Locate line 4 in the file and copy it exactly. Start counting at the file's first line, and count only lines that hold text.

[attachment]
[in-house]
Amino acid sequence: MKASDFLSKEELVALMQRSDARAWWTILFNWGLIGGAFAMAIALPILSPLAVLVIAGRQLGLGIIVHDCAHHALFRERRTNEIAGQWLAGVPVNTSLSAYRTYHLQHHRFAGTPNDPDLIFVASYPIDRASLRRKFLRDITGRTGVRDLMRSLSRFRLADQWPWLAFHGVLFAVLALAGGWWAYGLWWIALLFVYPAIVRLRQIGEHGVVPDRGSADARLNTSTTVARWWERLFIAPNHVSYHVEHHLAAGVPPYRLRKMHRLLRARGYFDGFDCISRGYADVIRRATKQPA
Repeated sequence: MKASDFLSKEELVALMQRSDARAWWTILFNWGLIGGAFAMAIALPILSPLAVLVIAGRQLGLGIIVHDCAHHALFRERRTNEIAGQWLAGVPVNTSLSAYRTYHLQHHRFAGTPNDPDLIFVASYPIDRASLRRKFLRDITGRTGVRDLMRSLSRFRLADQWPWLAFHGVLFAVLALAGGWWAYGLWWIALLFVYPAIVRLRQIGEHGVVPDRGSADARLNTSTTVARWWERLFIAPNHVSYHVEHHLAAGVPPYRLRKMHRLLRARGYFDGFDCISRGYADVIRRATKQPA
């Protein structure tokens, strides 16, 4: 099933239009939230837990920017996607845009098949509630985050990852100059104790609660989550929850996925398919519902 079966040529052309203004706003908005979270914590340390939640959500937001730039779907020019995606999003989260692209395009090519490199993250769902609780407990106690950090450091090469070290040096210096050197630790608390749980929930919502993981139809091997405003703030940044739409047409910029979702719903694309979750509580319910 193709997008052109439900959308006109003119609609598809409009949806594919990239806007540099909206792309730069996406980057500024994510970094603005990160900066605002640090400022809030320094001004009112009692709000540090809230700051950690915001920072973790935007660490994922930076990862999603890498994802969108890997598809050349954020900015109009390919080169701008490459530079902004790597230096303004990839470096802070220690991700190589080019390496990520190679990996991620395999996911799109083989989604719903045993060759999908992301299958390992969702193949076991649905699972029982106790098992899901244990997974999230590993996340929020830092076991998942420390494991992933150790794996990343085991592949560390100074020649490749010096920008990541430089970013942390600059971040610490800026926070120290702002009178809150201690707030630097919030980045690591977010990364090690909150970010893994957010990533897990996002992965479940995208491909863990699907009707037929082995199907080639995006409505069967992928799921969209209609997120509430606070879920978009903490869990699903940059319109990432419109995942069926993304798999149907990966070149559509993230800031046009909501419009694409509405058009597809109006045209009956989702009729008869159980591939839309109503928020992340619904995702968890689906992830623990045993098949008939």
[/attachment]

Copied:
């Protein structure tokens, strides 16, 4: 099933239009939230837990920017996607845009098949509630985050990852100059104790609660989550929850996925398919519902 079966040529052309203004706003908005979270914590340390939640959500937001730039779907020019995606999003989260692209395009090519490199993250769902609780407990106690950090450091090469070290040096210096050197630790608390749980929930919502993981139809091997405003703030940044739409047409910029979702719903694309979750509580319910 193709997008052109439900959308006109003119609609598809409009949806594919990239806007540099909206792309730069996406980057500024994510970094603005990160900066605002640090400022809030320094001004009112009692709000540090809230700051950690915001920072973790935007660490994922930076990862999603890498994802969108890997598809050349954020900015109009390919080169701008490459530079902004790597230096303004990839470096802070220690991700190589080019390496990520190679990996991620395999996911799109083989989604719903045993060759999908992301299958390992969702193949076991649905699972029982106790098992899901244990997974999230590993996340929020830092076991998942420390494991992933150790794996990343085991592949560390100074020649490749010096920008990541430089970013942390600059971040610490800026926070120290702002009178809150201690707030630097919030980045690591977010990364090690909150970010893994957010990533897990996002992965479940995208491909863990699907009707037929082995199907080639995006409505069967992928799921969209209609997120509430606070879920978009903490869990699903940059319109990432419109995942069926993304798999149907990966070149559509993230800031046009909501419009694409509405058009597809109006045209009956989702009729008869159980591939839309109503928020992340619904995702968890689906992830623990045993098949008939």